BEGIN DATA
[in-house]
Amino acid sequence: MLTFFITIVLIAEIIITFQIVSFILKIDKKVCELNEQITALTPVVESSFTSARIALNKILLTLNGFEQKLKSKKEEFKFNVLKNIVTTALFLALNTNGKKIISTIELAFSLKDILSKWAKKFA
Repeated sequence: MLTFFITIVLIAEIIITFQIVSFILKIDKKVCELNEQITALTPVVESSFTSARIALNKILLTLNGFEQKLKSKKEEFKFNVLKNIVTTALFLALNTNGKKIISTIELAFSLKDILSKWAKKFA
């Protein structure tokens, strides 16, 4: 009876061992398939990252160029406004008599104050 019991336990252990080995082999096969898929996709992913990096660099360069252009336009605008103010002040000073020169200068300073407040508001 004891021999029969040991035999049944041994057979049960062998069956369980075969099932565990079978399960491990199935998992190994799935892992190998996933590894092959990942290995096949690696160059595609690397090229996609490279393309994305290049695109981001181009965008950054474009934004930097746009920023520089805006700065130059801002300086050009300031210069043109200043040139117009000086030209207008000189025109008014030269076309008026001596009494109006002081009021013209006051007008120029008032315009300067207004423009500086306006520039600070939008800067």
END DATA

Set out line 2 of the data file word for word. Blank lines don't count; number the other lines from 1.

Amino acid sequence: MLTFFITIVLIAEIIITFQIVSFILKIDKKVCELNEQITALTPVVESSFTSARIALNKILLTLNGFEQKLKSKKEEFKFNVLKNIVTTALFLALNTNGKKIISTIELAFSLKDILSKWAKKFA